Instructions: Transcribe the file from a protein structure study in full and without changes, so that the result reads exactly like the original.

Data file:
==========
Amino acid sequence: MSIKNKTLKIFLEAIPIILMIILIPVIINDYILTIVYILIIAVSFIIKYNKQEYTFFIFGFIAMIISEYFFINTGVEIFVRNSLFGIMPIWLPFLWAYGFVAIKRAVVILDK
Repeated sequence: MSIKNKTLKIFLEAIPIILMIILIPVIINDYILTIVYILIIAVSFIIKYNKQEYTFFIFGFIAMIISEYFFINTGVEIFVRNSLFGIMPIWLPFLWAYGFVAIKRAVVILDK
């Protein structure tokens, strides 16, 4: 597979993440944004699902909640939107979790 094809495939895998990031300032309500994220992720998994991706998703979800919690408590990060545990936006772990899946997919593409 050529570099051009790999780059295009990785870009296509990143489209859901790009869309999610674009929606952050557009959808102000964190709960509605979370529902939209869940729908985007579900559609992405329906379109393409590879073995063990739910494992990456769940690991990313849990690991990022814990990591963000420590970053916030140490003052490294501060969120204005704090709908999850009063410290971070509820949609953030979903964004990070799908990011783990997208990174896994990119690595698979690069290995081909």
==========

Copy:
Amino acid sequence: MSIKNKTLKIFLEAIPIILMIILIPVIINDYILTIVYILIIAVSFIIKYNKQEYTFFIFGFIAMIISEYFFINTGVEIFVRNSLFGIMPIWLPFLWAYGFVAIKRAVVILDK
Repeated sequence: MSIKNKTLKIFLEAIPIILMIILIPVIINDYILTIVYILIIAVSFIIKYNKQEYTFFIFGFIAMIISEYFFINTGVEIFVRNSLFGIMPIWLPFLWAYGFVAIKRAVVILDK
């Protein structure tokens, strides 16, 4: 597979993440944004699902909640939107979790 094809495939895998990031300032309500994220992720998994991706998703979800919690408590990060545990936006772990899946997919593409 050529570099051009790999780059295009990785870009296509990143489209859901790009869309999610674009929606952050557009959808102000964190709960509605979370529902939209869940729908985007579900559609992405329906379109393409590879073995063990739910494992990456769940690991990313849990690991990022814990990591963000420590970053916030140490003052490294501060969120204005704090709908999850009063410290971070509820949609953030979903964004990070799908990011783990997208990174896994990119690595698979690069290995081909």